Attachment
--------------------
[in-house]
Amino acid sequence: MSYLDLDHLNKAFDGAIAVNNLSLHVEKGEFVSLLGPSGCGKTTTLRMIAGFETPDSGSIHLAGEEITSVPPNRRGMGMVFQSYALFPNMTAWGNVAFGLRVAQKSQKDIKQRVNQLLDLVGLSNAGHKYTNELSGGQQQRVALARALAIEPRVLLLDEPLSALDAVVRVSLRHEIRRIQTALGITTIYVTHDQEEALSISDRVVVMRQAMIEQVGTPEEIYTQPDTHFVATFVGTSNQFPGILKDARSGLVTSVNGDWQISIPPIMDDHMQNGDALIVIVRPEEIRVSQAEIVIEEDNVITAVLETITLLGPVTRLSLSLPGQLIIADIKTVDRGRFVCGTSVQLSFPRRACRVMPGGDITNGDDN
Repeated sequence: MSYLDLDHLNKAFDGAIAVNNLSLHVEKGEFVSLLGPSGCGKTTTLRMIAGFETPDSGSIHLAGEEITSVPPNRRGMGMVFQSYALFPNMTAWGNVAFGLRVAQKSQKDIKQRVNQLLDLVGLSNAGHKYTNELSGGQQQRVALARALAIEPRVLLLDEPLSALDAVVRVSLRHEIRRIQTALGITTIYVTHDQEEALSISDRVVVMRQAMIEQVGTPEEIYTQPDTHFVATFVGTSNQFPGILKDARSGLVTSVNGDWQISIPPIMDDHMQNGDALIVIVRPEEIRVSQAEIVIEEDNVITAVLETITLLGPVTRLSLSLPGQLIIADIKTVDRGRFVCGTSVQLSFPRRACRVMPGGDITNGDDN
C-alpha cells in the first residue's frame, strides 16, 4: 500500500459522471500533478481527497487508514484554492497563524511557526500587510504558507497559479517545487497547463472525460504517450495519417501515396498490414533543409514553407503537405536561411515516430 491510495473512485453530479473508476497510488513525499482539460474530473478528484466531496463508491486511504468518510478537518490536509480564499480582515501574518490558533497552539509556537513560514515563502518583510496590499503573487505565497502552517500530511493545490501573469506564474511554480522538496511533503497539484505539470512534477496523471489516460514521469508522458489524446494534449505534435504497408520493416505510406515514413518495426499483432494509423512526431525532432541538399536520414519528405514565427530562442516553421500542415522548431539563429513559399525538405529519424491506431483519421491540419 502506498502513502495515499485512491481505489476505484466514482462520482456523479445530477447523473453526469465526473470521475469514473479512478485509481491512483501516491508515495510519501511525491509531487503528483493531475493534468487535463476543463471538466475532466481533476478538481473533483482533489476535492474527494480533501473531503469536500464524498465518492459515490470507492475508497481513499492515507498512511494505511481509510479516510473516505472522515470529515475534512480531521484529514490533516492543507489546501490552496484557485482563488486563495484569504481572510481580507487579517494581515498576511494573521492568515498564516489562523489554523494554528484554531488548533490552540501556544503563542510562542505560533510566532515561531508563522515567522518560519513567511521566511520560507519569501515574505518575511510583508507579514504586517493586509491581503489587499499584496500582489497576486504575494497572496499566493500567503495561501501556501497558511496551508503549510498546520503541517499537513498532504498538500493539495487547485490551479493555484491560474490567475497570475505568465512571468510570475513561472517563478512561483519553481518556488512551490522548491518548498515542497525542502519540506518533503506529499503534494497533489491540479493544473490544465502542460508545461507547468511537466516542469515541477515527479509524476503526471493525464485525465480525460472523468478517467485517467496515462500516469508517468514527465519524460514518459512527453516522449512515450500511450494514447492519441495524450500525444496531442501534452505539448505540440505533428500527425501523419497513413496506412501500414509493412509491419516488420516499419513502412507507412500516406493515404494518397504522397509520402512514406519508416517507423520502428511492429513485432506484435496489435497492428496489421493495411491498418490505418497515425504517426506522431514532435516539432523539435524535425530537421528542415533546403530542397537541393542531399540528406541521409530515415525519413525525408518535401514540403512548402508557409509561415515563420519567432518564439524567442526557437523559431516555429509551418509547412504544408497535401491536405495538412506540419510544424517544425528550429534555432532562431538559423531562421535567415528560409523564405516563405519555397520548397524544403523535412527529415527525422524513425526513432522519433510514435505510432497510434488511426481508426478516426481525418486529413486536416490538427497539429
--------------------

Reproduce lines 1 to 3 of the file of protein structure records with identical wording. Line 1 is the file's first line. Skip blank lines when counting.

[in-house]
Amino acid sequence: MSYLDLDHLNKAFDGAIAVNNLSLHVEKGEFVSLLGPSGCGKTTTLRMIAGFETPDSGSIHLAGEEITSVPPNRRGMGMVFQSYALFPNMTAWGNVAFGLRVAQKSQKDIKQRVNQLLDLVGLSNAGHKYTNELSGGQQQRVALARALAIEPRVLLLDEPLSALDAVVRVSLRHEIRRIQTALGITTIYVTHDQEEALSISDRVVVMRQAMIEQVGTPEEIYTQPDTHFVATFVGTSNQFPGILKDARSGLVTSVNGDWQISIPPIMDDHMQNGDALIVIVRPEEIRVSQAEIVIEEDNVITAVLETITLLGPVTRLSLSLPGQLIIADIKTVDRGRFVCGTSVQLSFPRRACRVMPGGDITNGDDN
Repeated sequence: MSYLDLDHLNKAFDGAIAVNNLSLHVEKGEFVSLLGPSGCGKTTTLRMIAGFETPDSGSIHLAGEEITSVPPNRRGMGMVFQSYALFPNMTAWGNVAFGLRVAQKSQKDIKQRVNQLLDLVGLSNAGHKYTNELSGGQQQRVALARALAIEPRVLLLDEPLSALDAVVRVSLRHEIRRIQTALGITTIYVTHDQEEALSISDRVVVMRQAMIEQVGTPEEIYTQPDTHFVATFVGTSNQFPGILKDARSGLVTSVNGDWQISIPPIMDDHMQNGDALIVIVRPEEIRVSQAEIVIEEDNVITAVLETITLLGPVTRLSLSLPGQLIIADIKTVDRGRFVCGTSVQLSFPRRACRVMPGGDITNGDDN